The U.S. federal government has spent almost $1 million in the creation of an online database that has been designed to “detect political smears, astroturfing, misinformation, and other social pollution” on Twitter.
The project, which is called Truthy (in homage to “truthiness”, a term coined by Stephen Colbert), was established in September 2010 and is backed by the National Science Foundation. Truthy tracks how memes spread online by collecting a random sample of tweets and analysing their contents.
Created by researchers at Indiana University, Truthy has received $919,917 in grant funding to date.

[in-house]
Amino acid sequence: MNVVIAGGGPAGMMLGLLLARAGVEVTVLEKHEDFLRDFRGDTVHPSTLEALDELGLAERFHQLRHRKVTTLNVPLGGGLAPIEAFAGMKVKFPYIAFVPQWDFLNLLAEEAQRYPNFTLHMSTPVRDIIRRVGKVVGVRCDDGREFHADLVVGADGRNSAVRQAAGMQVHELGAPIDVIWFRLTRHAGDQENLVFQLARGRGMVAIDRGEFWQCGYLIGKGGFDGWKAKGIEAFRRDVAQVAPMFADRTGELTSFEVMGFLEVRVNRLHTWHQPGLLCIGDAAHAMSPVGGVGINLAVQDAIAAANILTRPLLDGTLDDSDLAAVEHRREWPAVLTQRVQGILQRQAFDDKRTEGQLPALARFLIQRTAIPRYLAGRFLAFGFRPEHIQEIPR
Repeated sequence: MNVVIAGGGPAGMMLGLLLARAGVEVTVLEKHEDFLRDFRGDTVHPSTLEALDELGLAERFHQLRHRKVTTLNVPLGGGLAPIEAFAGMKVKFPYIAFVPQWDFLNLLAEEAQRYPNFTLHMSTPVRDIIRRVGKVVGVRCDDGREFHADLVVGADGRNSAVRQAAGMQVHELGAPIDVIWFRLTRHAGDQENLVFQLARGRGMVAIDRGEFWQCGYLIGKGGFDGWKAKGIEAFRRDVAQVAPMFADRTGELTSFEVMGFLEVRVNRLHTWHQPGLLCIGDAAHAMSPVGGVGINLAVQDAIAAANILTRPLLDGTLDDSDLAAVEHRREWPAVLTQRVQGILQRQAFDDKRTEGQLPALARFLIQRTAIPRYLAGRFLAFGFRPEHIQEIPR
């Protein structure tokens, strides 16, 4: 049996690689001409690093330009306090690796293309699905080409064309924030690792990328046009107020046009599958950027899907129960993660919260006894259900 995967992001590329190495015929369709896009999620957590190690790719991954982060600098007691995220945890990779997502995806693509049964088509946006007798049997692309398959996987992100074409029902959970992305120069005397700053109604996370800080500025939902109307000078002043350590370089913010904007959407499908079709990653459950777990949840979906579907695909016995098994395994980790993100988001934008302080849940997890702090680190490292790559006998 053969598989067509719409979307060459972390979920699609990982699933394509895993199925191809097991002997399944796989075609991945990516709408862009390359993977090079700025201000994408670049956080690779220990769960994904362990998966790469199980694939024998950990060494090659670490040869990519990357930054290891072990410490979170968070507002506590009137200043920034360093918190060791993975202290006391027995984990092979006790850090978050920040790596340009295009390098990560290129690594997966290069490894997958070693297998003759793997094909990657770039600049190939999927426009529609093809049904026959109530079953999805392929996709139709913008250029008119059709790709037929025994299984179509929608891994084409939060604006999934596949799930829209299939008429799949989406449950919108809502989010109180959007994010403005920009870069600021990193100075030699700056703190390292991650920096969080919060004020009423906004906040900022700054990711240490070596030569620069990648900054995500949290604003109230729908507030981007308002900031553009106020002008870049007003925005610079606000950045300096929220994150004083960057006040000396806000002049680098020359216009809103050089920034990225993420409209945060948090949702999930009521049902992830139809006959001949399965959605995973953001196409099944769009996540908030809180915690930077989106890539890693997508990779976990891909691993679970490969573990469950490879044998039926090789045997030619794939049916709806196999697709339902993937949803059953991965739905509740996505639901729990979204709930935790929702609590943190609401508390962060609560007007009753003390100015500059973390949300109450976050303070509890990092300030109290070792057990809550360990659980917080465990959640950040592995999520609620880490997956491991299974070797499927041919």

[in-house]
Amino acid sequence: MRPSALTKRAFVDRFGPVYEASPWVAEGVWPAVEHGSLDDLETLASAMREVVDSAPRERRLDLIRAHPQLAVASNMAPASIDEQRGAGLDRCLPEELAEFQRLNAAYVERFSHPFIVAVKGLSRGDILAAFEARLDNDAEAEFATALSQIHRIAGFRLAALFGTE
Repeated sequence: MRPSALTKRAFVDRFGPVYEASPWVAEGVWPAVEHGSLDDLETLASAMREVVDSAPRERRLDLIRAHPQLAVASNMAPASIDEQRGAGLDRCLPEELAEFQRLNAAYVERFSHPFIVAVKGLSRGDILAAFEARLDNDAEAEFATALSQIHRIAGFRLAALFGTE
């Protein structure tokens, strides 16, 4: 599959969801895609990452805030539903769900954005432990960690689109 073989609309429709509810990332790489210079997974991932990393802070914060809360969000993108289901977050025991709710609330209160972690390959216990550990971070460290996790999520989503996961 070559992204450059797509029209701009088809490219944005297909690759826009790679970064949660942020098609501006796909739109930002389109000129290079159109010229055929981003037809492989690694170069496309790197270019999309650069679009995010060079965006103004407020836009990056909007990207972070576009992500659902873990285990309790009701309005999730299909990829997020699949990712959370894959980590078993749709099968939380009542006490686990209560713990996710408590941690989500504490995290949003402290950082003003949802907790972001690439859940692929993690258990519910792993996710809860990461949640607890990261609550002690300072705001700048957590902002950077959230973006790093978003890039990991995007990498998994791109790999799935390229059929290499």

“This service could mitigate the diffusion of false and misleading ideas, detect hate speech and subversive propaganda, and assist in the preservation of open debate,” the grant states.
In the future the Truthy research team hope that the public will use the tool to report on other Twitter users.
“Truthy uses a sophisticated combination of text and data mining, social network analysis, and complex networks models,” the team writes on their website. “To train our algorithms, we leverage crowdsourcing: we rely on users like you to flag injections of forged grass-roots activity. Therefore, click on the Truthy button when you see a suspicious meme!”